] has joined Fidelity
] and others in writing a letter to the S.E.C. with its opinions on money fund reform. Marie Chandoha
, president of Charles Schwab Investment Management
, signed the letter, which supports some of the reforms but suggests a few key changes. The 30-page letter outlines a number of issues Schwab has with the reform, such as cost of compliance, stress testing and daily redemption limits, to name a few.
One of the company's main qualms with the current reform is the cost of compliance. The SEC estimated the costs of systems modification to support a floating NAV to range from $1.2 million to $2.3 million, but Schwab estimates it to be closer to over $10 million. The company also estimates that communicating rules changes and educating and training employees to be in the range of at least $4 million and at least half a million in annual costs afterwards.
Schwab takes issue with the $1 million redemption limit, saying it's too low, and suggests upping it to $5 million. The company also proposes that instead of distinguishing between institutional and retail investors with a dollar fire, the commission should look at concentration risk.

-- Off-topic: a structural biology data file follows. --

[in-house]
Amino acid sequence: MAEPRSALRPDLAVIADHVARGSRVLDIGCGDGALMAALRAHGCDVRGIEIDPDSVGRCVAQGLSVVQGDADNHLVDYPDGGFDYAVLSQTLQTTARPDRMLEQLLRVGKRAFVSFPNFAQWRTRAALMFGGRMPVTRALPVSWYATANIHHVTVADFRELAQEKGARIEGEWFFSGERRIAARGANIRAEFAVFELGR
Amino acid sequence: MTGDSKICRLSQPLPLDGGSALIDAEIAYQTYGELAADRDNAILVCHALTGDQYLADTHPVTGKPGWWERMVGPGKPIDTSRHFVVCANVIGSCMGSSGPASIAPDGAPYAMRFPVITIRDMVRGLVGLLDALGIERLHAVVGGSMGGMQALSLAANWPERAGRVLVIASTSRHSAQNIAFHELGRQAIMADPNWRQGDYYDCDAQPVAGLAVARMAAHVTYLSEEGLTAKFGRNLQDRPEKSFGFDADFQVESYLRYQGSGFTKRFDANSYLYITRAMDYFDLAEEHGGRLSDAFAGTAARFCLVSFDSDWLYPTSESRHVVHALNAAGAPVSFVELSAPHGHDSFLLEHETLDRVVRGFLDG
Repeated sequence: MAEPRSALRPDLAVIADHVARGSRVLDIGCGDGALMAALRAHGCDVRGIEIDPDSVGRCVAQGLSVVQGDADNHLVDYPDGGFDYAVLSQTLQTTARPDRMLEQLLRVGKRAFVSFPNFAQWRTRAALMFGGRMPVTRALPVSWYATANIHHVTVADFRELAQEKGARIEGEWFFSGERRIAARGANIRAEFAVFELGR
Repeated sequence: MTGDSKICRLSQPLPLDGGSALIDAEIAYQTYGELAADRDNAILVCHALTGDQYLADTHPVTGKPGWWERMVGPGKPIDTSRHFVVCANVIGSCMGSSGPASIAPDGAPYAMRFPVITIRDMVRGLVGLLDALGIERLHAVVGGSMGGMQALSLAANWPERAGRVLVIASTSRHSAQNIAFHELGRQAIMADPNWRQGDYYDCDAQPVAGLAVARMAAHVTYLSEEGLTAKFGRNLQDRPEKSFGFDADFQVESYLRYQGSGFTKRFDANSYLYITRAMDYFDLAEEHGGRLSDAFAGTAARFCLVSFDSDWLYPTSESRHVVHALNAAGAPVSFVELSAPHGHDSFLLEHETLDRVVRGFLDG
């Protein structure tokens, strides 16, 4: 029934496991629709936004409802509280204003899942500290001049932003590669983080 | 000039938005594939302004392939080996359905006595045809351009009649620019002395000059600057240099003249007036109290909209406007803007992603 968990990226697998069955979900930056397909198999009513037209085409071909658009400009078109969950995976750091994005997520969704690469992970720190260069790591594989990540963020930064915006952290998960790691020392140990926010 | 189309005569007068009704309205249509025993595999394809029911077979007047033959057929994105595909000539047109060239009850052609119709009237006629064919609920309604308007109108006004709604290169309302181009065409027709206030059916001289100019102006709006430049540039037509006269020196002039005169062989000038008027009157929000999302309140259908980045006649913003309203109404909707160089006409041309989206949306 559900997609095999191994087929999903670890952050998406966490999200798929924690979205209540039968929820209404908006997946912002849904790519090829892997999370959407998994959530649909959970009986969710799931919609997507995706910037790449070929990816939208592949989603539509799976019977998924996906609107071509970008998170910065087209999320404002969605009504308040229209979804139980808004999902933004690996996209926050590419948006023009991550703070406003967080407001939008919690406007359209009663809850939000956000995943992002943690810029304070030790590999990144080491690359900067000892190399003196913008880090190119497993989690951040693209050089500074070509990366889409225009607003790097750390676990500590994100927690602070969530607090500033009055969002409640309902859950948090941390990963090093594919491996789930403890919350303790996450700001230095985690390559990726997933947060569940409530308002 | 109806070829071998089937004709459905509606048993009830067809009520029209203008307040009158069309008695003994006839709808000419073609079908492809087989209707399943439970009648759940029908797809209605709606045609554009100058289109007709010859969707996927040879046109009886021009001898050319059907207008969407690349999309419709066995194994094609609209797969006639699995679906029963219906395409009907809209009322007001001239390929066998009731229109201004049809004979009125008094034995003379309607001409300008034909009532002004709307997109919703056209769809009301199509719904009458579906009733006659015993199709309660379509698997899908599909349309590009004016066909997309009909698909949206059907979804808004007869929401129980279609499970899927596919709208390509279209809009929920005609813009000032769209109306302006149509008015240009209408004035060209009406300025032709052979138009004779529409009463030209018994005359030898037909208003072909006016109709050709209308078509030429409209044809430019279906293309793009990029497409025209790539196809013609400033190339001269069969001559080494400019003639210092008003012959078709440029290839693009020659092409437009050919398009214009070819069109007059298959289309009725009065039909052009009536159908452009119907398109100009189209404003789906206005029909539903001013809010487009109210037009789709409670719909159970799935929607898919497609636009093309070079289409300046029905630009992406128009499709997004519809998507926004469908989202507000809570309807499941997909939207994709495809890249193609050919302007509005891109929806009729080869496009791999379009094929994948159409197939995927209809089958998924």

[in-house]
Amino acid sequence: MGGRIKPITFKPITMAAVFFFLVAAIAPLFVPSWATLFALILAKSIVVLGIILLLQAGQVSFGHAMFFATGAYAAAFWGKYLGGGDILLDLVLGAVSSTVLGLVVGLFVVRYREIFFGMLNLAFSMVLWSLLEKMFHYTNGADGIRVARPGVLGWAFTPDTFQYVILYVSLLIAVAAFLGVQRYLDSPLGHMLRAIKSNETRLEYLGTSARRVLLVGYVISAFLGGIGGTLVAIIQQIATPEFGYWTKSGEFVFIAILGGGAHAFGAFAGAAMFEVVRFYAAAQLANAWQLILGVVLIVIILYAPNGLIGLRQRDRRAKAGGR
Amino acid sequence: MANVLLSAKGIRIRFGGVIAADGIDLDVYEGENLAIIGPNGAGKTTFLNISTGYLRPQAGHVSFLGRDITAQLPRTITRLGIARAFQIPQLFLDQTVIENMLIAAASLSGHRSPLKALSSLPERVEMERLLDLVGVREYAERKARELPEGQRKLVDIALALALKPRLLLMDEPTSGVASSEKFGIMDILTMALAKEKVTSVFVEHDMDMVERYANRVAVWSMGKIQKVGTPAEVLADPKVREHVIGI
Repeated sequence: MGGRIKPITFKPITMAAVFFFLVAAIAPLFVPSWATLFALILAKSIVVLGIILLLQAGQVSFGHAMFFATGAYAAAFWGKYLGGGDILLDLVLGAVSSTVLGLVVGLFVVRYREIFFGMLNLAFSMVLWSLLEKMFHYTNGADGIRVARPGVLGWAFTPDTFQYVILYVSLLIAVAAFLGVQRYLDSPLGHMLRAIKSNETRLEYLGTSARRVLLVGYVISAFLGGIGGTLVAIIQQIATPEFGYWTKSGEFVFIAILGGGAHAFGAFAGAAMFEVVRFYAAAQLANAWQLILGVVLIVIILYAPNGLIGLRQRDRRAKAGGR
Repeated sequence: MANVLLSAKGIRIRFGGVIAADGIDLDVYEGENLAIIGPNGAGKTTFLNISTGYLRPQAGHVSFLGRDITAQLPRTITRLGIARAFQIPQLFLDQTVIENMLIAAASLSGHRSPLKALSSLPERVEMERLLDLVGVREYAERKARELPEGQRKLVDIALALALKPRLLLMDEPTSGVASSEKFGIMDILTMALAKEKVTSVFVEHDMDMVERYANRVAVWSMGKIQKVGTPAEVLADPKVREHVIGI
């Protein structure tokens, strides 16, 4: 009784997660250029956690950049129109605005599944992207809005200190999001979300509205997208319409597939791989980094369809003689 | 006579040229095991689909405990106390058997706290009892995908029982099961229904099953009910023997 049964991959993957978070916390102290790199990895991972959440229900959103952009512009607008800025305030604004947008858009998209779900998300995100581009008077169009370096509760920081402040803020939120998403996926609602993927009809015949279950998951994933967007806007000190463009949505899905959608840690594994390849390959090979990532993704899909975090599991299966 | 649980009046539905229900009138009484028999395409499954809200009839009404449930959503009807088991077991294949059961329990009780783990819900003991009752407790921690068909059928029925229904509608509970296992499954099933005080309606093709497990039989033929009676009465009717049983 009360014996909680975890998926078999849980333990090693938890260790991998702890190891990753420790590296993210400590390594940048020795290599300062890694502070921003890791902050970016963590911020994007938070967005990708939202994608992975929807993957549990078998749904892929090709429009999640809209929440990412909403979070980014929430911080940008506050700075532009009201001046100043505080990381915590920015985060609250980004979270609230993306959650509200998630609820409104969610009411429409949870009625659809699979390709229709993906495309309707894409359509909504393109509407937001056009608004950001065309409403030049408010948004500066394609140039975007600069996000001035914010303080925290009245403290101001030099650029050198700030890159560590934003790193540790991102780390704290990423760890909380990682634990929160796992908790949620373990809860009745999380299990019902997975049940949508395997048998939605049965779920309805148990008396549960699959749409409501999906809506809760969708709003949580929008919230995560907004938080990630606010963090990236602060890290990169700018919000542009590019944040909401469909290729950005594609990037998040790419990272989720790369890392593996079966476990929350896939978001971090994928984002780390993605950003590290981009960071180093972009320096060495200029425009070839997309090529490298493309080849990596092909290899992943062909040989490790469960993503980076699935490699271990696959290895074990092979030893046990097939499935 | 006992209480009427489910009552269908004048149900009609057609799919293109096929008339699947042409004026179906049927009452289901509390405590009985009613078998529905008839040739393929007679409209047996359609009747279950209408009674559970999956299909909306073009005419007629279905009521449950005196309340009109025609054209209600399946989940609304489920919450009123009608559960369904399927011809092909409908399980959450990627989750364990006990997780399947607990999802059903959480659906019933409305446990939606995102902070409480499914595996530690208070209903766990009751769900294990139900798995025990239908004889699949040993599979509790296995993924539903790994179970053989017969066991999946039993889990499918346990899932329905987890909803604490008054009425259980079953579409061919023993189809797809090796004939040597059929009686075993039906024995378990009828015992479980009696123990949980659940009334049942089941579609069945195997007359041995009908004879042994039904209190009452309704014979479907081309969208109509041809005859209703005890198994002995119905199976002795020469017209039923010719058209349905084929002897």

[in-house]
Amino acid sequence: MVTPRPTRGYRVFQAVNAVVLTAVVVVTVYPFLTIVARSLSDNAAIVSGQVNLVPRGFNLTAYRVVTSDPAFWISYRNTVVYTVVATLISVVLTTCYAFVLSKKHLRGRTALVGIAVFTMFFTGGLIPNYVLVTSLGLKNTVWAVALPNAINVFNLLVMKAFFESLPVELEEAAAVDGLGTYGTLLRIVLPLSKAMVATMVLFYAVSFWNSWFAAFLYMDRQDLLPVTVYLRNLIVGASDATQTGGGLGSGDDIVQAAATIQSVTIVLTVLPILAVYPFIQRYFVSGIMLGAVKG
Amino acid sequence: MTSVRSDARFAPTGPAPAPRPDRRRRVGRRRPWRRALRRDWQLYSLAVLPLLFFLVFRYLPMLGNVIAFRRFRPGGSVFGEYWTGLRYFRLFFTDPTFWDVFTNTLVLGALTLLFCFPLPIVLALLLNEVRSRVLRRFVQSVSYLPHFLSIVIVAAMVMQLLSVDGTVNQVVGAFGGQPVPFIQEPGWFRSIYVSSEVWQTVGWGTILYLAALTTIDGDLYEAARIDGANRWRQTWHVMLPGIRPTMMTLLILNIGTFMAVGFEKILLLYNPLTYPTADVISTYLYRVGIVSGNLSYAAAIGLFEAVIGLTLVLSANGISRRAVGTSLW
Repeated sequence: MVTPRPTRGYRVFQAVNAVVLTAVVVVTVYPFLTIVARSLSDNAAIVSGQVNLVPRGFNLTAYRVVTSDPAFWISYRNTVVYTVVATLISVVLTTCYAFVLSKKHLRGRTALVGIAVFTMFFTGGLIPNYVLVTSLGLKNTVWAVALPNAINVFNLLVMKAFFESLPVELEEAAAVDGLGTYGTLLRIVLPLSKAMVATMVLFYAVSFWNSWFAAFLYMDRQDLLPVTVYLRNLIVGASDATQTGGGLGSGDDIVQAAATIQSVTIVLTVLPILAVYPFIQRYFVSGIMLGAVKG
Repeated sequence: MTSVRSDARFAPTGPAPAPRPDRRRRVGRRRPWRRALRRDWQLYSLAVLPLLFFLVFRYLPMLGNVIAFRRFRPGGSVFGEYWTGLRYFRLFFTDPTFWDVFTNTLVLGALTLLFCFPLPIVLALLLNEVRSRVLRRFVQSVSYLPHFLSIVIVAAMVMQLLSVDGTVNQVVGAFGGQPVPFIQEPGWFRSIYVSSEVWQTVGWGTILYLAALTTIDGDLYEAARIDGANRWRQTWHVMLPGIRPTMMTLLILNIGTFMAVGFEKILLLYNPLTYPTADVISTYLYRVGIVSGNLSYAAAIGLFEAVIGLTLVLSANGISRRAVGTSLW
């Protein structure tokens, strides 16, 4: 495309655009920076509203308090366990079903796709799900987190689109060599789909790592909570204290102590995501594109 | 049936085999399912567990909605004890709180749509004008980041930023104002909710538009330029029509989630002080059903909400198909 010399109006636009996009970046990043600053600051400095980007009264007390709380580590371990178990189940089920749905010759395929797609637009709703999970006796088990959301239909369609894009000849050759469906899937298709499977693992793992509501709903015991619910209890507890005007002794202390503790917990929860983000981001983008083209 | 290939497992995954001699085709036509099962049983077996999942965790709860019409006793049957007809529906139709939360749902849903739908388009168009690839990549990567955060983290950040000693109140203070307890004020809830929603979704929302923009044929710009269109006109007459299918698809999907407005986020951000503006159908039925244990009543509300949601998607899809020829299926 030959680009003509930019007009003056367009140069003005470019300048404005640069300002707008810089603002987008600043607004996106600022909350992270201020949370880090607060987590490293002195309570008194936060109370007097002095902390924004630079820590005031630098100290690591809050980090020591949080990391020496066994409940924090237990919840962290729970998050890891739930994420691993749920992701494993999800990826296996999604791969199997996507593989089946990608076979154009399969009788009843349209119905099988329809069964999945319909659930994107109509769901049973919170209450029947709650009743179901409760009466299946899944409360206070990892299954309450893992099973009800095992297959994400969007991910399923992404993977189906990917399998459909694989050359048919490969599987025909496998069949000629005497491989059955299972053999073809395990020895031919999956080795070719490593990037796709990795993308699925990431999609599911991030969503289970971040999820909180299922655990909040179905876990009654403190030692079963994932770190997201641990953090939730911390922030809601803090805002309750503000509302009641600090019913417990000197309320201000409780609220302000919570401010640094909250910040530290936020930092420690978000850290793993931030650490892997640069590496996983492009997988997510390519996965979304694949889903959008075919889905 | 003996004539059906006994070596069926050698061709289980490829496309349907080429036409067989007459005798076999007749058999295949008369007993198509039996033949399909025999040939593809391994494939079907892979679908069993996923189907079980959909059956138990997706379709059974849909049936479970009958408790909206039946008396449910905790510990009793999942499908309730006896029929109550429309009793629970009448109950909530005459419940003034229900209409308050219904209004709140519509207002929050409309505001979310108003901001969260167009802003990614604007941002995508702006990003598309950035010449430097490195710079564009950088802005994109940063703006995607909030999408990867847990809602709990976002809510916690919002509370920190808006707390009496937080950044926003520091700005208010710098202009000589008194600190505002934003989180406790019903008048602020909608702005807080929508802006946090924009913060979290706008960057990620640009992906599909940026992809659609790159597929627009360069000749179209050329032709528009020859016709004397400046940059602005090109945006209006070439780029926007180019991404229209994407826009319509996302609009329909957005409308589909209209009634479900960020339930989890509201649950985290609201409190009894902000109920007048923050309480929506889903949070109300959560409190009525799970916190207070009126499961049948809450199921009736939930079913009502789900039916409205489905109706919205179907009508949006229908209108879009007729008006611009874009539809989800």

Chandoha also commented that the stress testing proposal, which is meant to strengthen the information available to fund boards in order to assess the risks in money market funds, is "costly, impracticable in parts, and in some cases, fails to the core intent."
Charles Schwab disagrees with the proposal requiring money market funds to aggregate their exposures to afflicted entities because it says the SEC makes assumptions on how PMs would react, writing that money funds could be forced to purchase securities of issuers with credit ratings lower than those of the affiliated issuers.
Chandoha also recommended that municipal money funds be exempted from the floating NAV part of the proposal, saying that the funds are less risky and provide more liquidity than prime funds. In a conference call, Chandoha said, "In the height of the financial crisis they were resilient. We don't think they pose a systemic risk," adding that "State and local governments depend on them for financing."
, senior vice president of government and regulatory affairs at Charles Schwab, said the industry will have "divergent views" on the issue.
"As for how the industry will respond, there is no broad industry consensus," Brown said.
Brown said he expects that the proposal would likely be implemented in the first quarter of next year at earliest. Brown said of the regulatory process, "We've been pleased with the overall process. They've focused attention on risk and funds investing in corporate debt. They're identifying large institutional investors and that makes sense because they are the ones who did run in 2008."
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